Rugby foodbank users struggling to cope with benefit changes

Volunteers sort the donations at Rugby Foodbank's warehouse. Photo: Rugby Foodbank NNL-170426-105339001
Volunteers sort the donations at Rugby Foodbank's warehouse. Photo: Rugby Foodbank NNL-170426-105339001

After a string of upbeat surveys praising Rugby’s quality of life, the latest foodbank statistics have triggered a very different set of headlines.

Figures showed a sharp rise in people using Rugby Foodbank with delays in handing out benefits seen as a big problem.

I’m finding it really hard struggling and really run down, it’s affecting my mental health too.

Foodbank user Michael, from Newbold

Having been a trial area for Universal Credit, Rugby Borough was one of the first five local authorities to get the full rollout of the system in May last year.

Theresa May came under fire for insisting there were ‘many complex reasons why people go to foodbanks’ on The Andrew Marr Show after reports that nurses are having to use foodbanks.

One person who has been referred to the foodbank and was there last week was Michael, 33, from Newbold.

He told the Advertiser he had been without benefits for two months because the DWP messed up his Universal Credit application.

“I’ve not been coping very well – I’m really up and down. I normally pay my mum £20 a fortnight in rent but I haven’t been able to,” he said.

“It’s been really tough and people say why don’t you ask family or friends but I don’t like to ask. I’ve always liked being independent.”

Michael walked to the Methodist Centre, where the foodbank is held, as he has no money for the bus and said he knows many others in similar situation.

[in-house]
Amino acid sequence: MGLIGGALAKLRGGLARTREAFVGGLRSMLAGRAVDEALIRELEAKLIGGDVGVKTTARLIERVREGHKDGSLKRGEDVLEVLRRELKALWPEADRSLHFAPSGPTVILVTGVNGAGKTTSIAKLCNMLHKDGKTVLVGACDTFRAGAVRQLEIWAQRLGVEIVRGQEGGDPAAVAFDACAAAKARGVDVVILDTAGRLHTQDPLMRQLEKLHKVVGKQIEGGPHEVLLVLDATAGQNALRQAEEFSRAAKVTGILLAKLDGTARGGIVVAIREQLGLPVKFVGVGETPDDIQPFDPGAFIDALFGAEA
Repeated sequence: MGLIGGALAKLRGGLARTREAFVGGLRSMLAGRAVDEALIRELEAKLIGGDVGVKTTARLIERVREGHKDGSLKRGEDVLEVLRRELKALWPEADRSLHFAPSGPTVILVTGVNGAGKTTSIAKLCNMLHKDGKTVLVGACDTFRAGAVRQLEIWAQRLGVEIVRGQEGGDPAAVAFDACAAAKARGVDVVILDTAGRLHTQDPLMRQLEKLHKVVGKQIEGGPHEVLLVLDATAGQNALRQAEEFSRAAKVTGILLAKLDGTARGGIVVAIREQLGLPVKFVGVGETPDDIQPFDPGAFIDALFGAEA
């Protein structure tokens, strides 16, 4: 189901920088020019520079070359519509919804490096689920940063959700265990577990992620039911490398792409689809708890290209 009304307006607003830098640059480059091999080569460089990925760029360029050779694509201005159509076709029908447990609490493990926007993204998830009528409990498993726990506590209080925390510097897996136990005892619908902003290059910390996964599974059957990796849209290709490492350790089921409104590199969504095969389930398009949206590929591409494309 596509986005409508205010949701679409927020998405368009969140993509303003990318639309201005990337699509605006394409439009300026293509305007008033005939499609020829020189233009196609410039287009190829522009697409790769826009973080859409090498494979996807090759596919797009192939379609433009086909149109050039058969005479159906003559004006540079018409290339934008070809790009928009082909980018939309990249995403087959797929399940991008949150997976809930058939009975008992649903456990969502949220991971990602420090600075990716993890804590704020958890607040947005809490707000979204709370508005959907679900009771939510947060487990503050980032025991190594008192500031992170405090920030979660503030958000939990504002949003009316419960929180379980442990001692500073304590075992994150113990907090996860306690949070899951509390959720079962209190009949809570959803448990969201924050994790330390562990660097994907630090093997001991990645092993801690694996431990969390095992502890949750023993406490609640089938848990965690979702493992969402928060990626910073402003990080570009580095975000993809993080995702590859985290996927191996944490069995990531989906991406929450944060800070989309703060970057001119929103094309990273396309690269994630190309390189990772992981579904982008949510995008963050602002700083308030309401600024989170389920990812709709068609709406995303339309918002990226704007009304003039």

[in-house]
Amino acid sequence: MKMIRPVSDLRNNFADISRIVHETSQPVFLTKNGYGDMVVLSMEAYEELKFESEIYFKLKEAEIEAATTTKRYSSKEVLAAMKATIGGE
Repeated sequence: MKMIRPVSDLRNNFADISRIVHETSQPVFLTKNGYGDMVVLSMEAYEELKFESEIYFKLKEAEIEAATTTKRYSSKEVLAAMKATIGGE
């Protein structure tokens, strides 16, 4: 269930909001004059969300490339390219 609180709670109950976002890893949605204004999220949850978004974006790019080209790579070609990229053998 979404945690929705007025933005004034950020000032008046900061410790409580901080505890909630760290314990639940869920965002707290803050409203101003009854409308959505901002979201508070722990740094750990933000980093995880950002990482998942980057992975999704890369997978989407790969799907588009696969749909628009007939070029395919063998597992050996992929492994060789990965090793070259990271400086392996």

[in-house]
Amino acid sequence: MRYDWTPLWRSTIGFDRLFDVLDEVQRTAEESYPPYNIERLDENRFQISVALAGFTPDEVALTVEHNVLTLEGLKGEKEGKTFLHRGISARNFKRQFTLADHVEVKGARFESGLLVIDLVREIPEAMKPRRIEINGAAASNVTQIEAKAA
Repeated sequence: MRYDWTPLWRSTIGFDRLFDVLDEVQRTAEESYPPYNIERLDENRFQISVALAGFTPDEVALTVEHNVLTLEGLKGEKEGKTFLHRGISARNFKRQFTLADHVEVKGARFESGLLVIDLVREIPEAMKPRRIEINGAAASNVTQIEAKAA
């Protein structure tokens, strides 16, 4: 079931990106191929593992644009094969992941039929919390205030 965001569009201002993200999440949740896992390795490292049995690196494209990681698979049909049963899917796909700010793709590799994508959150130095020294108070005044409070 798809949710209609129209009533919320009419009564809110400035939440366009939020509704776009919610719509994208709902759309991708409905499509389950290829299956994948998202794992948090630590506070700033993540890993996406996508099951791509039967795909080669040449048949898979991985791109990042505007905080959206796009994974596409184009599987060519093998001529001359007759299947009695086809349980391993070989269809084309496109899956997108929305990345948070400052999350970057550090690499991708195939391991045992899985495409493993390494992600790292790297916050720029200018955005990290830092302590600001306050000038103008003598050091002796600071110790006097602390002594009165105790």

He lives with his mum and has struggled to get a job. He’s lived in Rugby for 10 years and said he didn’t know what he would do without the foodbank’s help.

“I’m finding it really hard struggling and really run down, it’s affecting my mental health too,” he said.

More than 4,000 three-day emergency supplies have been given to those in crisis in Rugby since April, 2016, an increase of around 30 per cent.

But Rugby Foodbank has seen a dramatic increase of 61 per cent in the second half of 2016-17, which it feels is partly due to the pressures caused by Universal Credit delay.

Manager Diana Mansell said: “It is deeply concerning that we are still seeing an increase in the number of three-day emergency food supplies provided to local people in crisis in Rugby over the last year.

“The trend over the last six months has been particularly concerning – a 61 per cent increase compared with that of the previous financial year is very worrying.”

A DWP spokesman said the reasons for foodbank use are complex, so it is misleading to link it to any one issue.

“Employment is the best route out of poverty, and there are now record numbers of people in work. Under Universal Credit people are moving into work faster and staying in work longer than under the old system,” he said.

“Universal Credit is designed to mirror the world of work and give people control over their own finances.

“The majority of Universal Credit claimants are confident in managing their money and we work closely with local authorities to support those who need extra help.

“Budgeting support, benefit advances, and direct rent payments to landlords are available to those who need them.”

Benefit delays blamed for rise in Rugby foodbank users